The oceans are becoming warmer and more acidic as a result of rising atmospheric pCO2. Transcriptome plasticity may facilitate marine organisms’ acclimation to thermal and acidification stress by tailoring gene expression to mitigate the impacts of these stressors. Here, we produce the first transcriptome of the abundant, ubiquitous, and resilient Caribbean reef-building coral Siderastrea siderea, and investigate this corals’ transcriptomic response to 95 days of thermal (T = 25, 28, 32°C) and CO2-induced acidification (324, 477, 604, 2553 µatm) stress. The S. siderea transcriptome was assembled using RNAseq and then Weighted Gene Correlation Network Analysis was employed to obtain systems-level insights into the coral’s stress response. Exposure of the coral to both elevated temperature and acidification elicited strong but divergent transcriptomic responses. Gene Ontology analysis suggests that long-term thermal stress disrupts homeostasis by increasing transcription of protein-coding genes associated with protein catabolism and suppressing transcription of genes involved in responding to environmental stimuli. Both next century (604 µatm) and extreme-high (2553 µatm) pCO2 stress increased transcription of genes associated with respiration, highlighting the potentially greater energetic requirements of maintaining calcification under high-pCO2 conditions. Under extreme-high-pCO2, increased transcription of H+-transporter genes was observed, consistent with the proposed role of proton transport in facilitating coral calcification under elevated pCO2. These results suggest that 95 days of exposure to 32°C seawater elicits a more adverse transcriptomic response (i.e., broad scale reductions in gene expression) than exposure to extreme-high acidification (2553 µatm; i.e., increased expression of genes associated with ion transport) within S. siderea—with the response to extreme warming suggesting cellular shutdown and the response to extreme acidification indicating capacity for acclimation. These results are consistent with the observation that rates of net calcification for the investigated corals were more negatively affected by the prescribed thermal stress than by the prescribed acidification stress. This study demonstrates how transcriptome plasticity may promote coral acclimation to these global change stressors, but that there are limits to the efficacy of this plasticity.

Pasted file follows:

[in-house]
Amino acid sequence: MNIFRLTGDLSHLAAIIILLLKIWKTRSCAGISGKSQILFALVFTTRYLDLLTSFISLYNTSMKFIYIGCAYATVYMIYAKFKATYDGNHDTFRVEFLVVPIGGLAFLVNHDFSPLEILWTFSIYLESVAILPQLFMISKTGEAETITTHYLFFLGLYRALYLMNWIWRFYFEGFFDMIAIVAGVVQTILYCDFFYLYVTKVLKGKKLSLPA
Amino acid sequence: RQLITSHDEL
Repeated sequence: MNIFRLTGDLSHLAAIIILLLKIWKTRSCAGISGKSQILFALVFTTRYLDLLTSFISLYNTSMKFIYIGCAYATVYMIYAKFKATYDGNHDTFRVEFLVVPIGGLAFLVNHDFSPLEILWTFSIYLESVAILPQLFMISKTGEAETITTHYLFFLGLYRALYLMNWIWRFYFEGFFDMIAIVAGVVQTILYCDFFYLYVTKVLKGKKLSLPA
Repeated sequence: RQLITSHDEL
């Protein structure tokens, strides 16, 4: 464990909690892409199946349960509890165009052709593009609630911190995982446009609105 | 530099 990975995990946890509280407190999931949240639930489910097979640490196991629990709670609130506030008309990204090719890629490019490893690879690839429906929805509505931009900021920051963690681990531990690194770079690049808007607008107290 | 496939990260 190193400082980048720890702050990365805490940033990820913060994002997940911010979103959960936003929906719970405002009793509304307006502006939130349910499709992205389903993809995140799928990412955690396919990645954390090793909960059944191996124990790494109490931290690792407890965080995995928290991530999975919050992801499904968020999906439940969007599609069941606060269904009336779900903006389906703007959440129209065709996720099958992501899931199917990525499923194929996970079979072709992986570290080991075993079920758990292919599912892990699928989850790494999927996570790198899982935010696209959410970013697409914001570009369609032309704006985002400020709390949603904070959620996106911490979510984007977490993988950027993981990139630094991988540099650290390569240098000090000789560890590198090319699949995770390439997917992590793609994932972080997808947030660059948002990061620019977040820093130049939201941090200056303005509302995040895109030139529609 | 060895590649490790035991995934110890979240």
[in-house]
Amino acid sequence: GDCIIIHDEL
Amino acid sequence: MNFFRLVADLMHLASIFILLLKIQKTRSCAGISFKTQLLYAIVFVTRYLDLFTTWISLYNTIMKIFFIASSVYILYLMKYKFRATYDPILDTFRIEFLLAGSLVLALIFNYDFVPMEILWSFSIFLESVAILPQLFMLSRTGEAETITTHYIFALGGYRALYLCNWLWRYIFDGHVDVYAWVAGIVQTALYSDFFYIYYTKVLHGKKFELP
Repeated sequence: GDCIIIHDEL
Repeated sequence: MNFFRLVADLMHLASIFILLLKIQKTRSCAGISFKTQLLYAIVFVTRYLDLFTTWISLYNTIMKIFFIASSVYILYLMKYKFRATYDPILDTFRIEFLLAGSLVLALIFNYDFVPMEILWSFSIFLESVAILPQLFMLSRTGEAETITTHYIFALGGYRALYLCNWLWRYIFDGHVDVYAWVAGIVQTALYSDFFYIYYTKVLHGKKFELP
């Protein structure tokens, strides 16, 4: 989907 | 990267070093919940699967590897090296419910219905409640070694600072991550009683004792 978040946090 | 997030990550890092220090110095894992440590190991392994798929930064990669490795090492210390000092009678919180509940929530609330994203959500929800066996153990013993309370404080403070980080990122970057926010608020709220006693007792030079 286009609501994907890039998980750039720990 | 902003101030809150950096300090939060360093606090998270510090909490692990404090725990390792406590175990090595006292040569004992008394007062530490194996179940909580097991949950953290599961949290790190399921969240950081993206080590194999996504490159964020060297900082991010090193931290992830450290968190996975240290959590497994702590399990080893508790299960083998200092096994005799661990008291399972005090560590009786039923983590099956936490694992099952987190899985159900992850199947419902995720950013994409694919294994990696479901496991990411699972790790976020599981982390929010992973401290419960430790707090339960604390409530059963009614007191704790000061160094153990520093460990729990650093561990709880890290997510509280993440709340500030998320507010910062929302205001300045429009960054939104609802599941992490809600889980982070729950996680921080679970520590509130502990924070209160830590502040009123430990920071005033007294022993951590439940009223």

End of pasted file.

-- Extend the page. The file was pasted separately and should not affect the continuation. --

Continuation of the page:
Continue reading ‘Thermal and pCO2 stress elicit divergent transcriptomic responses in a resilient coral’